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Modern server systems have advanced significantly from the single-socket or dual-socket systems of years past. Today, most servers used in commercial applications have one or more multicore processors. Hardware multithreading, such as hyperthreading or simultaneous multithreading, makes the environment more complex by adding more hardware threads. Although hardware multithreading has been in use for several years, now systems are available that take this ability to a new level, combining many cores with high levels of hardware multithreading to give the ability to run hundreds of simultaneous computing threads. An example of this is the Sun CoolThreads server, using the UltraSPARC T1, T2, and T2 Plus processors to support up to 256 simultaneous computing threads.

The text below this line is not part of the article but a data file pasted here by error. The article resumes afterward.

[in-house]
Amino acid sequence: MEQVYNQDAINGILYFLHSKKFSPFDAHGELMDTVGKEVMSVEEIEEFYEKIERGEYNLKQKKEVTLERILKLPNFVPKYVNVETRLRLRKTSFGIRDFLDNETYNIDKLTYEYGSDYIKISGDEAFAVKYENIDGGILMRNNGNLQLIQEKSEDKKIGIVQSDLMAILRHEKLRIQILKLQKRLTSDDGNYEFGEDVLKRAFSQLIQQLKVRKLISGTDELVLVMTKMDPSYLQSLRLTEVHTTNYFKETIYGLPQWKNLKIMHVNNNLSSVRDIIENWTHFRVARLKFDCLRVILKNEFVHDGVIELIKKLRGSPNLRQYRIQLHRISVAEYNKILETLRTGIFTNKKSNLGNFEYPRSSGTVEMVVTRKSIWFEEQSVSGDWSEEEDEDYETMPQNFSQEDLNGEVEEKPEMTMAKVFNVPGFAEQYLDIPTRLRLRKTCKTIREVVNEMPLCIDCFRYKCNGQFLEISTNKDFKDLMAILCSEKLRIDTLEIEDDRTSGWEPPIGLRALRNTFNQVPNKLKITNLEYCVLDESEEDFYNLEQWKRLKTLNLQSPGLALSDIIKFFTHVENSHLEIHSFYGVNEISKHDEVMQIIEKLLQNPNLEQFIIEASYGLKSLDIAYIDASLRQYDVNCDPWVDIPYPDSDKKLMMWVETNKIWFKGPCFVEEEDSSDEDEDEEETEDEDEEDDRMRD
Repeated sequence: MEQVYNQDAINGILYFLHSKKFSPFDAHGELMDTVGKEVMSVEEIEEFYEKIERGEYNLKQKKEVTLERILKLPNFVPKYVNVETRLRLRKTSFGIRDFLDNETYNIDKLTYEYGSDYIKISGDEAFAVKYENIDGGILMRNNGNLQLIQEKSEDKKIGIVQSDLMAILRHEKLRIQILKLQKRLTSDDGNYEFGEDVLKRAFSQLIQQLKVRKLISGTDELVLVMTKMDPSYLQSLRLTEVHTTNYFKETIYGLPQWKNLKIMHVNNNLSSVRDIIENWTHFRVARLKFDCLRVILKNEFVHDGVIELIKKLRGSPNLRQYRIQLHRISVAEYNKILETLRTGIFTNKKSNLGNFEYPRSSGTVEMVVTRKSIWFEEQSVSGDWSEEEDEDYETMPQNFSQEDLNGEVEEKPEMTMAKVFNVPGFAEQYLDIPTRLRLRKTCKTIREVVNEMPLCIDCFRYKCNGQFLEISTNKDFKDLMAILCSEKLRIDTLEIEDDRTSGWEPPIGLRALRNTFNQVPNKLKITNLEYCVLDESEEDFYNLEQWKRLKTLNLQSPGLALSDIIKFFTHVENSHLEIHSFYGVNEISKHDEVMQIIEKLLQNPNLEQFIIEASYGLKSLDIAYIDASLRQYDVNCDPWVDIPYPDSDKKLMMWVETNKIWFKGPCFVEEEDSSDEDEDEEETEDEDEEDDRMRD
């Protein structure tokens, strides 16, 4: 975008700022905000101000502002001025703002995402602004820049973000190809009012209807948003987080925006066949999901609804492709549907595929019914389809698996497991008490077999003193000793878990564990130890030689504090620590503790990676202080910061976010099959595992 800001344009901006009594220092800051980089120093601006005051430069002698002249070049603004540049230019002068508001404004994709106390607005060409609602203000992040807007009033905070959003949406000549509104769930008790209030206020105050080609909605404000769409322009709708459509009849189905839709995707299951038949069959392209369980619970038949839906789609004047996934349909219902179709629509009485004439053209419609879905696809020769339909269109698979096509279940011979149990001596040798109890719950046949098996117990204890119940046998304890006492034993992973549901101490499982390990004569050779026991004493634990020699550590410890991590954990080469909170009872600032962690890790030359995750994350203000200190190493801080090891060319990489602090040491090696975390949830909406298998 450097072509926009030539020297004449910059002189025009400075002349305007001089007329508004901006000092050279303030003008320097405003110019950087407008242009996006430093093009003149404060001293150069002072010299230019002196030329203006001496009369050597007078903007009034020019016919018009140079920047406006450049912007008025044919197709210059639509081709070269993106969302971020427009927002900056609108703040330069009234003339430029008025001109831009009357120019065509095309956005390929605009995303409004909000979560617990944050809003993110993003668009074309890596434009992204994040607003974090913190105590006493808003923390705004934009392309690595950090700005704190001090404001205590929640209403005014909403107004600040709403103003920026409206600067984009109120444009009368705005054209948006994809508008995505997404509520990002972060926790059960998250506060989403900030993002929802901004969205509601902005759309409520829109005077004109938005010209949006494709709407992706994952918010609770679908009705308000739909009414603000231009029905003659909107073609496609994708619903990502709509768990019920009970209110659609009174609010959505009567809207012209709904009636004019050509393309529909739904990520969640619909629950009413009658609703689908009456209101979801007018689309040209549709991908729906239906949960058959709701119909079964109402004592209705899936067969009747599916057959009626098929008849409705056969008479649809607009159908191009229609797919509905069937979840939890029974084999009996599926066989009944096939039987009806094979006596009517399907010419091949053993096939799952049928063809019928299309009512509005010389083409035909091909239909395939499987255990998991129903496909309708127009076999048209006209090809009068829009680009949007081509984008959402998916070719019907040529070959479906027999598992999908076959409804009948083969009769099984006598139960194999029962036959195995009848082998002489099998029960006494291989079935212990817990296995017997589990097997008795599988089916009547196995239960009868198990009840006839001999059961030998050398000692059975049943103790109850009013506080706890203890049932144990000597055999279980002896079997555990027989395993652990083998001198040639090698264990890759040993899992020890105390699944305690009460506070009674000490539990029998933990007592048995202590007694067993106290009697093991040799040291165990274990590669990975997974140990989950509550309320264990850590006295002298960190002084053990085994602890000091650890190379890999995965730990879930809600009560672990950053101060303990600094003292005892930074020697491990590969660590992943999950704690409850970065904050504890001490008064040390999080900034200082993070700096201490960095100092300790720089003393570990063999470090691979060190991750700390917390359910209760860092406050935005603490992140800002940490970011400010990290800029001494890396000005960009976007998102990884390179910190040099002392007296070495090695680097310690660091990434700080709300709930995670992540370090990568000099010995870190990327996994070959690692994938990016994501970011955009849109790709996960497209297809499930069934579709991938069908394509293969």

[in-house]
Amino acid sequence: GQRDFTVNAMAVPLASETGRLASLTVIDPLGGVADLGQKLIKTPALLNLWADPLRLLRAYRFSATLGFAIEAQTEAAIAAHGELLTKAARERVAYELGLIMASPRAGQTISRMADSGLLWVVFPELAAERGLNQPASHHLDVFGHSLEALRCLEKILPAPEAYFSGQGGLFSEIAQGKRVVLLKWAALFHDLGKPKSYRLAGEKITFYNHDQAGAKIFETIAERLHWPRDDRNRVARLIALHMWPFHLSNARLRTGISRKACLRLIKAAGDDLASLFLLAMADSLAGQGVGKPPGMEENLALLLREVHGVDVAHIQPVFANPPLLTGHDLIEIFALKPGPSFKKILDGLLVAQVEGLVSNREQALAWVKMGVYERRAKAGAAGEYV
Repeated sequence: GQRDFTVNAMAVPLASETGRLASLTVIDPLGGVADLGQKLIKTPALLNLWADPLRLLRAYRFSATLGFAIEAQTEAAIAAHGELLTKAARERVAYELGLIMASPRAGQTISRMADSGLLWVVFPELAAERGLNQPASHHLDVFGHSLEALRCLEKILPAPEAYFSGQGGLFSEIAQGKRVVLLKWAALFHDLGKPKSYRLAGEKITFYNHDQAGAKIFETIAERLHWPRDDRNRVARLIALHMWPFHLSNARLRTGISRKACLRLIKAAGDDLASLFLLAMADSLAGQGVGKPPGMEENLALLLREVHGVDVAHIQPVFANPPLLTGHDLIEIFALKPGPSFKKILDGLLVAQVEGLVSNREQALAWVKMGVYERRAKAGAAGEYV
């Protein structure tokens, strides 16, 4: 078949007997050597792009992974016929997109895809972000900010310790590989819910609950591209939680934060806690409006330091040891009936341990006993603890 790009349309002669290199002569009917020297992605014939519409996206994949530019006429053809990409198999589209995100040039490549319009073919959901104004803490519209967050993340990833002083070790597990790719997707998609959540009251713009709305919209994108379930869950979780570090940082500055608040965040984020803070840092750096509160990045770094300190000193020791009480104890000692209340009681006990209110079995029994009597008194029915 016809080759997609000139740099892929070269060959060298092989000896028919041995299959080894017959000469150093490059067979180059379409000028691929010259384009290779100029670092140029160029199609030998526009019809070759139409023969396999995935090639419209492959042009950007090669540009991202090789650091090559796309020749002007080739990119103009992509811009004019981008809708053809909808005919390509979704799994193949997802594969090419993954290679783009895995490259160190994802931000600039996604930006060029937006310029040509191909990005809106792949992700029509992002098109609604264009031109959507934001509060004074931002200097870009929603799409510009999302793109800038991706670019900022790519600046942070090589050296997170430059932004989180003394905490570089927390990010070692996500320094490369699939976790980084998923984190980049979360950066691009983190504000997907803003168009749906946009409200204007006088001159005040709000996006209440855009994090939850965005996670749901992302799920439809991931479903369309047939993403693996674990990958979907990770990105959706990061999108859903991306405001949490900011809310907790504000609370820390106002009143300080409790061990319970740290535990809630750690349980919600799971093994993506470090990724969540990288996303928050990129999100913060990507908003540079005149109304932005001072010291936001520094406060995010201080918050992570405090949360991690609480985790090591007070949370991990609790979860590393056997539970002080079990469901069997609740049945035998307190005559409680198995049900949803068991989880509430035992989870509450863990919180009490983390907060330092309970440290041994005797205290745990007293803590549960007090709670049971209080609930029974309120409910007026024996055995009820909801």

This development brings up an important question: When it comes to systems with hundreds of simultaneous computing threads, can the software fully use this hardware? We examined this question using WebSphere Portal V6.1 running on a Sun T5240 system with 16 processor cores, supporting 128 simultaneous computing threads. We tried several approaches in this environment before finding one that gave good utilization of the system. This article discusses the approaches tried, the results of measurements on those configurations, plus the tuning and configuration used to get our results.